This is also the time in which you can start looking at the products that you use. Start trying to find ones that use less packaging, and also ones that use recyclable packaging.

This will lead you to the next question that's important.

How much packaging is produced at your home? How much packaging do people use to buy groceries?

In most cases there's a ton of it.

The good news is is that there's an easy way to do something about it.

The only trash that goes in your kitchen trash can or your household recycling is that which you have a choice of making from scratch.

If not, then you don't have any choice but to throw it out in the garbage or recycling bin.

You can begin this today by looking at what happens to your food when you buy groceries.

Do you turn out the lights when you leave the house?

This might sound simple, but there are literally more times at day and night when you're not home than in which you're home.

The idea that you "have no choice" when it comes to the amount of light that you use should remind you that it's possible to do everything you want while still reducing the amount of light you use.

The lighting you use at home and at the office, in the store, in your car, in your home, and on your outdoor living spaces can be controlled in ways that will leave you more eco-friendly.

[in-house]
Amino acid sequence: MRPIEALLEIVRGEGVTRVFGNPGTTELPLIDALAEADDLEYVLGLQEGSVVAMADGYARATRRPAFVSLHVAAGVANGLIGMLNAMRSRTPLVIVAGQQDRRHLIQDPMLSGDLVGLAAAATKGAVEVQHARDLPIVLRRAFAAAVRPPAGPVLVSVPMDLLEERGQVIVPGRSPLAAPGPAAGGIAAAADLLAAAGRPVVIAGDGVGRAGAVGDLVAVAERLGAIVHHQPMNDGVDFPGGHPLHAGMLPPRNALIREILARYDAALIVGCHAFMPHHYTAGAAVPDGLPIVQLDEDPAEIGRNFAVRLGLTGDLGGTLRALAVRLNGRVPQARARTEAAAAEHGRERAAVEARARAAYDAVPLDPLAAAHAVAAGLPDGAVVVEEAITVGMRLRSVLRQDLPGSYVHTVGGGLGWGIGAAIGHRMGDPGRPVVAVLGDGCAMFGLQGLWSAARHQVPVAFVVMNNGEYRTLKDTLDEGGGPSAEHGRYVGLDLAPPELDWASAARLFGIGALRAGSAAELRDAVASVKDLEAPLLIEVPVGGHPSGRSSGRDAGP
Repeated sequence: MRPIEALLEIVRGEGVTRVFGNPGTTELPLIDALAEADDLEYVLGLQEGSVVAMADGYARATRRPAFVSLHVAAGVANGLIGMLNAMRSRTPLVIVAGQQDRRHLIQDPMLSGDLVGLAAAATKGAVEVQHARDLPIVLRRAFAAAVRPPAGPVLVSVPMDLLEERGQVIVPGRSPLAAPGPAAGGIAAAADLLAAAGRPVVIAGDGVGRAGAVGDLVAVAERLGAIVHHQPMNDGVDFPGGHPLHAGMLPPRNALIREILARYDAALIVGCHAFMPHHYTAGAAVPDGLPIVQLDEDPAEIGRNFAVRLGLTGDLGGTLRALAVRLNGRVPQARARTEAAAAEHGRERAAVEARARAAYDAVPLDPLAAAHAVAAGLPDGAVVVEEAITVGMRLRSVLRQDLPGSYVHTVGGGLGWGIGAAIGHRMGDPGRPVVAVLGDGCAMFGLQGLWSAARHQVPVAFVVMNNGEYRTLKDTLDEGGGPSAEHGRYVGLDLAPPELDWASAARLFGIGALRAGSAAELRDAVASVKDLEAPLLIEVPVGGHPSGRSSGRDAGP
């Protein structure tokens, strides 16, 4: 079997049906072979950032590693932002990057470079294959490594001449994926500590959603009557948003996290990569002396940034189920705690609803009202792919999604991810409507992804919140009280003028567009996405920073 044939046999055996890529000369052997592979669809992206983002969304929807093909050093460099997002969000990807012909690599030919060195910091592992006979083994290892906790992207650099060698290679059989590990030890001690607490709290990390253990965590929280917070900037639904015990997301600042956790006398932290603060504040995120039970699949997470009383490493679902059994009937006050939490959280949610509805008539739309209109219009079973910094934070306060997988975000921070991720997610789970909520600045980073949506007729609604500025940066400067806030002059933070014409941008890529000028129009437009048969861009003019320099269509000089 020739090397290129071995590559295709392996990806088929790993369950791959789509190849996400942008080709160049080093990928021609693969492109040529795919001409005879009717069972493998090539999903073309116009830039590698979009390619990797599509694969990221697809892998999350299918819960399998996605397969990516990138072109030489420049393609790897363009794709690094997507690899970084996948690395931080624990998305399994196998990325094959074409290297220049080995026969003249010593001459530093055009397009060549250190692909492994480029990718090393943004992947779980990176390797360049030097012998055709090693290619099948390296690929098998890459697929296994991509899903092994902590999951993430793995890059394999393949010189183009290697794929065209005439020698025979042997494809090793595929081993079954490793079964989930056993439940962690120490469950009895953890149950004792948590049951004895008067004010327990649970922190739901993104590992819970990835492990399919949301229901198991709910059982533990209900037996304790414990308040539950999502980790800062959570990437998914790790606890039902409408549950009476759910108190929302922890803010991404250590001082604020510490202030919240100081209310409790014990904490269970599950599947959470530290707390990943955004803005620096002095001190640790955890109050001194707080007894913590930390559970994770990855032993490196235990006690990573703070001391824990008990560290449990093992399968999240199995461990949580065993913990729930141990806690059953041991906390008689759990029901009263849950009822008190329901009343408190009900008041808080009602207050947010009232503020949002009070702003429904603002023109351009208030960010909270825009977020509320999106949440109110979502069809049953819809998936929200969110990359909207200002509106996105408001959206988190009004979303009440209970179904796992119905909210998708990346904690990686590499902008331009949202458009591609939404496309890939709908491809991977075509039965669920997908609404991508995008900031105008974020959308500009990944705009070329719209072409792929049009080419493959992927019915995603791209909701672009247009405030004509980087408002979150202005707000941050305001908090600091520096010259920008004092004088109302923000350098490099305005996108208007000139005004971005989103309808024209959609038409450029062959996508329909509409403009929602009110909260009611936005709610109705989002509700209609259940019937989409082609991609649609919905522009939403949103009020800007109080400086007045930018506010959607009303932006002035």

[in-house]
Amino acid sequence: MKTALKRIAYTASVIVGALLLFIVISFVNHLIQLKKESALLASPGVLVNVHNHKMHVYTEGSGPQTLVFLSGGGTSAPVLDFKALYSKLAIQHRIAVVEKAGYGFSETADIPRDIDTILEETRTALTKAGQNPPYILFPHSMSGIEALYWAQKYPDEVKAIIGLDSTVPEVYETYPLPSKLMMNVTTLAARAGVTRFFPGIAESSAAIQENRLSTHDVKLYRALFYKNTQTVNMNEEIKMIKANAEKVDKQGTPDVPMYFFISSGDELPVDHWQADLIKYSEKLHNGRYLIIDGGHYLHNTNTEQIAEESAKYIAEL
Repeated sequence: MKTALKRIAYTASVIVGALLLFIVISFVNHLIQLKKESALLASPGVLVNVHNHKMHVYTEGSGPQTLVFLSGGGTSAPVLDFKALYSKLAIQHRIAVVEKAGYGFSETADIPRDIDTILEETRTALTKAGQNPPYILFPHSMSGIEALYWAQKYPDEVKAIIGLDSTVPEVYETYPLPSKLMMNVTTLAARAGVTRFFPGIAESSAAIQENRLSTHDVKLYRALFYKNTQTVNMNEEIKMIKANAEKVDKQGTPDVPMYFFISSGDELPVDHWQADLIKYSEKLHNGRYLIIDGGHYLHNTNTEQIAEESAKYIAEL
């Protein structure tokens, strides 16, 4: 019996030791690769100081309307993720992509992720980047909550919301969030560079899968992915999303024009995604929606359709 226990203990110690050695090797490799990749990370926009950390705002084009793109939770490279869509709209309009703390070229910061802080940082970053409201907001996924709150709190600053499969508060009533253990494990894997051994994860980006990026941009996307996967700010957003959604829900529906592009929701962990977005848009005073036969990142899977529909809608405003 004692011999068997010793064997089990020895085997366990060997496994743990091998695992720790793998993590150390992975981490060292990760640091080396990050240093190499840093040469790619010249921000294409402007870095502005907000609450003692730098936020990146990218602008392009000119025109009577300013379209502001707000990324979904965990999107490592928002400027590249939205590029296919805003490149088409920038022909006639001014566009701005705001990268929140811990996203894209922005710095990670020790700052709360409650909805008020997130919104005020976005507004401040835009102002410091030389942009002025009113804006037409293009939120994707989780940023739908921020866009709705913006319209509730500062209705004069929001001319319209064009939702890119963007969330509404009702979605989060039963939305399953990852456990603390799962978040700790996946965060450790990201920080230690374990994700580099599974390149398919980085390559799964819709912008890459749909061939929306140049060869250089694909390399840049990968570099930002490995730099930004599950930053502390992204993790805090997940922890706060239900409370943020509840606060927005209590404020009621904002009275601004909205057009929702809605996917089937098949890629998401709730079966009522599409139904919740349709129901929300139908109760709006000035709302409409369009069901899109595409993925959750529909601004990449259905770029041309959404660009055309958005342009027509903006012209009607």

There are a lot of lighting alternatives out there that, for the most part, will allow you to do that just by making smart choices.

Start there first.

What do you do with clothes that you don't want anymore?

Recycling is a big part of the equation for being an eco-friendly consumer.

We're not just talking about paper or plastics.

What about clothing?

Where should you put that clothing that you no longer want?

If you can recycle your clothing then you're really contributing toward a major effort for a greater cause.

You're also reducing the amount of goods and clothing that are put into landfills or incinerators.

You're also reducing the amount of landfill space if you put them into a recycling bin.

Do you turn off the tap while you brush your teeth, shave, etc?

Turning off the tap while you brush your teeth might not sound like an earth-shattering step, but what it really represents is a chance to save water and do a small favour for the environment as well.

Look at this as your chance to start thinking about becoming more thoughtful in your habits.

How often do you eat at fast food establishments?

Why fast food is bad for the environment.

Fast food restaurants use a lot of energy in the process of making those food products.

The waste of water, food, chemicals, and energy is huge.

Eating fast food is contributing to our environmental problems when you consider all of these things together.

If you're looking for a good alternative, you should look for some of the restaurants that do composting as a part of their operations. These are places which are helping to make the planet a better place.


Think about why people use convenience.

Why is the car so convenient and why is the car so widespread? What's the cost of convenience?

Many times people just use convenience as an excuse that they use for doing nothing.